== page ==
Modeled by the prolific and versatile French sculptor and designer Albert-Ernest Carrier-Belleuse (1824-1887), the figural supports on this spectacular pair of jardinières-- that of four putti with interlocking arms-- were first displayed on a massive pair of porcelain vases at the 1862 Paris Exposition Universelle (see The Art Journal Illustrated Catalogue of the International Exhibition 1862, p. 170). The jardinière's other components were also well known: the triple overlapping medallions by Carrier-Belleuse were displayed at that same exhibition in cast-iron by the Coalbrookdale Company; and the ram's head handles and fruit garlands can be found on a majolica 'flower vase' at the Crystal Palace Exhibition of 1851. One of Carrier-Belleuse's major goals throughout his career was the 'reconciliation between sculptural ornament and utilitarian form'. To this aim, he explored infinite variations of figures carrying or supporting vases, the present model being one of the most celebrated and enduring. Nearly 50 after its conception it was still being displayed prominently in the Minton showroom.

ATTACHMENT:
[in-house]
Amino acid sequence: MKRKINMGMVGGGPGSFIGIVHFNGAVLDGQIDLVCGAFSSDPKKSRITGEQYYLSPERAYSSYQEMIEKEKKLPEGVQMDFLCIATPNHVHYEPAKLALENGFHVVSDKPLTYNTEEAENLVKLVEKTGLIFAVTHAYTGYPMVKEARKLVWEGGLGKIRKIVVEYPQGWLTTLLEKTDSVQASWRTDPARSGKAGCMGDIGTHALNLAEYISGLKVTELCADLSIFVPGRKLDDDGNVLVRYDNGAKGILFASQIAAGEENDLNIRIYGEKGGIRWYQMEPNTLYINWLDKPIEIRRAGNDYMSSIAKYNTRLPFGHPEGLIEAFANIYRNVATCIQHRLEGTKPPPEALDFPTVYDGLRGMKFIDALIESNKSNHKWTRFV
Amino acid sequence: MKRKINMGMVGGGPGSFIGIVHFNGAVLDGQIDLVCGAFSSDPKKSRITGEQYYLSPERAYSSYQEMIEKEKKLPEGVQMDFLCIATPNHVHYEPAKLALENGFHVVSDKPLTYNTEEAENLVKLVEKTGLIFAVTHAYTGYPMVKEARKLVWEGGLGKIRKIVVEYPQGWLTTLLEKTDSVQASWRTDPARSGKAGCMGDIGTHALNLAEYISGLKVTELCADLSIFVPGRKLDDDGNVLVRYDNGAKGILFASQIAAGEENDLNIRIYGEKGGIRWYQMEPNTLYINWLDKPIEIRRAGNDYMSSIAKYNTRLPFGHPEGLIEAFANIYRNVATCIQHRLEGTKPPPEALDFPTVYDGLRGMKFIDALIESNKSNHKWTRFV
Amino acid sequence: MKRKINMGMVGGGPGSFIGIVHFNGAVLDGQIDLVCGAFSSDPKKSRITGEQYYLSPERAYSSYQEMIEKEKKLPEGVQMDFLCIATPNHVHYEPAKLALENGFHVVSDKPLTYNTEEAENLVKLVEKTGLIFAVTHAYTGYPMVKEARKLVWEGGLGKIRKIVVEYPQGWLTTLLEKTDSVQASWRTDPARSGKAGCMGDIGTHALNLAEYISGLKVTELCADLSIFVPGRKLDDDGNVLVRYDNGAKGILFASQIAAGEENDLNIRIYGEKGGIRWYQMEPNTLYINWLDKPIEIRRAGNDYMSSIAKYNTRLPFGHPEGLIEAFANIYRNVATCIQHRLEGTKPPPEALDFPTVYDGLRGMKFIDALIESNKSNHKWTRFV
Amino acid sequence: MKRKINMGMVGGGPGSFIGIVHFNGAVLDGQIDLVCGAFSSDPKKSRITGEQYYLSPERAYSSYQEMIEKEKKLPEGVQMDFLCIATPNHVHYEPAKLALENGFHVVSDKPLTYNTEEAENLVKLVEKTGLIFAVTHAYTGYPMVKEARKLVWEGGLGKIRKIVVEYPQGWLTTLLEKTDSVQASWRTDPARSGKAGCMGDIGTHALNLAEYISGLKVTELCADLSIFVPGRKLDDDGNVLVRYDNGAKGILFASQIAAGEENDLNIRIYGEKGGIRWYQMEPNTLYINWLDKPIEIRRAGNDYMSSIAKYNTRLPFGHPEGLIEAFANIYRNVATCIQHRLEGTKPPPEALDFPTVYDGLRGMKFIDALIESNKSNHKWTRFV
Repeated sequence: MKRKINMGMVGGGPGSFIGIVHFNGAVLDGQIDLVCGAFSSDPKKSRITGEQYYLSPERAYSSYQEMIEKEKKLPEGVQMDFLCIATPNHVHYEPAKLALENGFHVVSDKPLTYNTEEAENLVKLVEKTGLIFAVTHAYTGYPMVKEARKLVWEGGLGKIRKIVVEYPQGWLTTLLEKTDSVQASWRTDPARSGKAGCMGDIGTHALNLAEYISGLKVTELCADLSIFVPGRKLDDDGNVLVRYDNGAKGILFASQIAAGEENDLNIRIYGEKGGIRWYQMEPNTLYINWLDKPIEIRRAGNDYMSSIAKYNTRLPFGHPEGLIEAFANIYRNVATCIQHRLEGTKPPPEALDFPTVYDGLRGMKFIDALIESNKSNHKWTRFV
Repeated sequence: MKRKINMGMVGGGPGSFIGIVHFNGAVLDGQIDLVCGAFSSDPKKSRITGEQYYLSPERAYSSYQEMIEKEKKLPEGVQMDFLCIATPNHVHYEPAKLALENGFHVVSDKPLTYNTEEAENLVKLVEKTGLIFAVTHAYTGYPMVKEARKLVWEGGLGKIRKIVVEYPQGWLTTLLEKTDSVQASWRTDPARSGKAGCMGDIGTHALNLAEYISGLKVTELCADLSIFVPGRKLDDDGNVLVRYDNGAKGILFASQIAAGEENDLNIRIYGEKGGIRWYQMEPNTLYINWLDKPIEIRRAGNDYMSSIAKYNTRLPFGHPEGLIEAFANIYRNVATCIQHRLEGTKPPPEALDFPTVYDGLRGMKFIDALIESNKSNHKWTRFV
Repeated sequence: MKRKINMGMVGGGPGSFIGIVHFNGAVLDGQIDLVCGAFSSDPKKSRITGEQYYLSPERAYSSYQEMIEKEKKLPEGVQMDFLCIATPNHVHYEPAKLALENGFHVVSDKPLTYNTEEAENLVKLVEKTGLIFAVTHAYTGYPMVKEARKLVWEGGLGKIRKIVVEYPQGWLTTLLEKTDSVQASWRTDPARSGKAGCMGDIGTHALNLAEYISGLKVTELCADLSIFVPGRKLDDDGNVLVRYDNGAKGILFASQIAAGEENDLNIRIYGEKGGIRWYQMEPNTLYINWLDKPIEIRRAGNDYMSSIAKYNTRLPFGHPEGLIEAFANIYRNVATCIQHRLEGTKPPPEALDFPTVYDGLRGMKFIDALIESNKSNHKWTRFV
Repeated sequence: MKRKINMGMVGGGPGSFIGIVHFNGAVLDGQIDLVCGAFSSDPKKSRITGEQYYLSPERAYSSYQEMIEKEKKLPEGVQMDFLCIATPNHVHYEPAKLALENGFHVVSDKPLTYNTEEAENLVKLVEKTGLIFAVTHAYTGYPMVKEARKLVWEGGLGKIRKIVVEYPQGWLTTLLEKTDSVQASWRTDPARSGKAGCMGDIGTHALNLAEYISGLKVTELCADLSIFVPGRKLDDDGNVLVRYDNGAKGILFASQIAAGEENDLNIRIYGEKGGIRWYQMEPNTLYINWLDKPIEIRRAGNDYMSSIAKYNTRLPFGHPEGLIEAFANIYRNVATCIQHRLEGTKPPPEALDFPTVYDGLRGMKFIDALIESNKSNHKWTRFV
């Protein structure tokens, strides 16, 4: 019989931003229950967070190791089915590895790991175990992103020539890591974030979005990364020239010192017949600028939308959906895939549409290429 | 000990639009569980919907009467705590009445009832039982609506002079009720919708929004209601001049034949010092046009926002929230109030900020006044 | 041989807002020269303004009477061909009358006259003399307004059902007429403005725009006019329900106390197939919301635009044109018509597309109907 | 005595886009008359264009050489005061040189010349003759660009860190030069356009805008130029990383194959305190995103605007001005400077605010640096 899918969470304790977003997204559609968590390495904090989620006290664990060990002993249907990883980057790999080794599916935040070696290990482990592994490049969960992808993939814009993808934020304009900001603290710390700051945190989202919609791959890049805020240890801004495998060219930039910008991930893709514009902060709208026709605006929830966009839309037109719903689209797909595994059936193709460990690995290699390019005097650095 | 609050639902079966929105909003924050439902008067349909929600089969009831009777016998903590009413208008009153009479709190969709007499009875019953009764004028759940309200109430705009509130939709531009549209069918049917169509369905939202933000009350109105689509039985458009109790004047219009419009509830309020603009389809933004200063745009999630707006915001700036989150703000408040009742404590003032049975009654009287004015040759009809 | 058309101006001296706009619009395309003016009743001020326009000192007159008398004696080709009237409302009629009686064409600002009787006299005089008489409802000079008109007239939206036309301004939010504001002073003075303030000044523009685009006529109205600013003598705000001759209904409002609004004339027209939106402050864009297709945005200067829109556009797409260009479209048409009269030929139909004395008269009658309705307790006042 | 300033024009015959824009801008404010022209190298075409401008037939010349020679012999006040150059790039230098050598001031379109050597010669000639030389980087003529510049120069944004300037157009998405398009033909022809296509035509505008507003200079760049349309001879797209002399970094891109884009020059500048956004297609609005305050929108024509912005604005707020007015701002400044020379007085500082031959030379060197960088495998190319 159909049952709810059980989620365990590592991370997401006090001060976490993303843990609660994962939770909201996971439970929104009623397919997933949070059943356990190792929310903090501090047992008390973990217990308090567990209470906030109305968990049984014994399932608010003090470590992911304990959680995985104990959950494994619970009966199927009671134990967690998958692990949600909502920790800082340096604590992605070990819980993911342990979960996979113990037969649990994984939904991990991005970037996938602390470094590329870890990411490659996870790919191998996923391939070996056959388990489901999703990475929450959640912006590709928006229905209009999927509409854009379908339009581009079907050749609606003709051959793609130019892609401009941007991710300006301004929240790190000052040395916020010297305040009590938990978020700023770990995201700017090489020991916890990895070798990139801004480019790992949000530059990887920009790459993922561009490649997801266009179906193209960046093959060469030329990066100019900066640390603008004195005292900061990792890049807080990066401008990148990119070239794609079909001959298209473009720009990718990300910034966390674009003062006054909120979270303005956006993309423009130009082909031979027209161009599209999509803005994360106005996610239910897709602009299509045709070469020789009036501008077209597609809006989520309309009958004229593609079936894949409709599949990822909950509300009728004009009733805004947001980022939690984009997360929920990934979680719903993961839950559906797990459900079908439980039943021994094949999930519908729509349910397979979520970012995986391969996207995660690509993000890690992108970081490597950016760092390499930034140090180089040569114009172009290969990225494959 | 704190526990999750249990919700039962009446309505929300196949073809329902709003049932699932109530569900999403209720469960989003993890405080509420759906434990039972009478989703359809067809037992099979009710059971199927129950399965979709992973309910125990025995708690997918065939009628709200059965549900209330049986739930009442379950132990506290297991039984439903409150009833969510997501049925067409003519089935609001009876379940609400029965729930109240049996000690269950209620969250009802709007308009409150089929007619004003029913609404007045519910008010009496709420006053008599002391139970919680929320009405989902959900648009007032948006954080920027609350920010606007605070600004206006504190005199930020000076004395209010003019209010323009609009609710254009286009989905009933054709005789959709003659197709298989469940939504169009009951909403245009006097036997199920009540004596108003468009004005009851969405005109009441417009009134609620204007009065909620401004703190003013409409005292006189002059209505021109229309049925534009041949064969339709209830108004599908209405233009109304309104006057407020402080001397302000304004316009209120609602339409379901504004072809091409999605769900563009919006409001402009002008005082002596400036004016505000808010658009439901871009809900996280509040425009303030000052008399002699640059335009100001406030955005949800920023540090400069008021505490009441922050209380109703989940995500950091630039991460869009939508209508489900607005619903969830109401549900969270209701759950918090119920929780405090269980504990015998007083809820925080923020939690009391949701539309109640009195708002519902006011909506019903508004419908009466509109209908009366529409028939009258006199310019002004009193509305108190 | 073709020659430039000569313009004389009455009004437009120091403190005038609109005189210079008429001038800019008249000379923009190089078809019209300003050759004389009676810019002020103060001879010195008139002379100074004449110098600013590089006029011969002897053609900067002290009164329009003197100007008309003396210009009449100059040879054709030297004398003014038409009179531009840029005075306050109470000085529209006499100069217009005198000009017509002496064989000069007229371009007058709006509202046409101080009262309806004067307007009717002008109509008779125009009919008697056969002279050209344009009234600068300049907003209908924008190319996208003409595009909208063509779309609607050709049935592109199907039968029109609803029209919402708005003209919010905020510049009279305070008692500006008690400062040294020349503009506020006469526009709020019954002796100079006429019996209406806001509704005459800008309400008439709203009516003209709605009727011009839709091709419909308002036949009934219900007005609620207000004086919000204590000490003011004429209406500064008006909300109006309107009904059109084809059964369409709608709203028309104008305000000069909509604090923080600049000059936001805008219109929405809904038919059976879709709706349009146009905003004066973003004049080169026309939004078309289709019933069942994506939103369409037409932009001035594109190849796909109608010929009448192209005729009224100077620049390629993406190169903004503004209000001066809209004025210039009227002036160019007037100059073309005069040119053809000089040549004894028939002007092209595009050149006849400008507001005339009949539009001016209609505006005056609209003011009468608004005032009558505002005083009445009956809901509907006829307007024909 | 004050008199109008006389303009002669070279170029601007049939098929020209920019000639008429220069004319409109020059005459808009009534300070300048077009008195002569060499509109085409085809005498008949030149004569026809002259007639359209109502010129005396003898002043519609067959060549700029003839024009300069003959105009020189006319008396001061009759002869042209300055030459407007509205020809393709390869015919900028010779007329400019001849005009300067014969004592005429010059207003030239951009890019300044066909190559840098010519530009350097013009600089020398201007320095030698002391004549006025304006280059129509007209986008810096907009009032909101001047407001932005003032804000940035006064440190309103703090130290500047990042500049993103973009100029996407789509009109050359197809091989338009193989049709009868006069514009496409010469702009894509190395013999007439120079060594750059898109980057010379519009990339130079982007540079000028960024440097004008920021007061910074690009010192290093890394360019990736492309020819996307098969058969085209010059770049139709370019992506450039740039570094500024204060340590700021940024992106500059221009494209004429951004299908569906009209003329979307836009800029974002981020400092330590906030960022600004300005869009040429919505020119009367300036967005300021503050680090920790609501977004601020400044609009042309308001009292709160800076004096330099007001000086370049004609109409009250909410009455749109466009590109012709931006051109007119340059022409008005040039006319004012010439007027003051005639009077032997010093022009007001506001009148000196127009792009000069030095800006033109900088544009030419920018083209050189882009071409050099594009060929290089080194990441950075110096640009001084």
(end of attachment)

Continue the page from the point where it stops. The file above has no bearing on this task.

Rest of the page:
The stands each bear the number '1807' which appears in the 1884 Minton shape book as a 'Jardiniere tripod', and are thus appropriately matched here.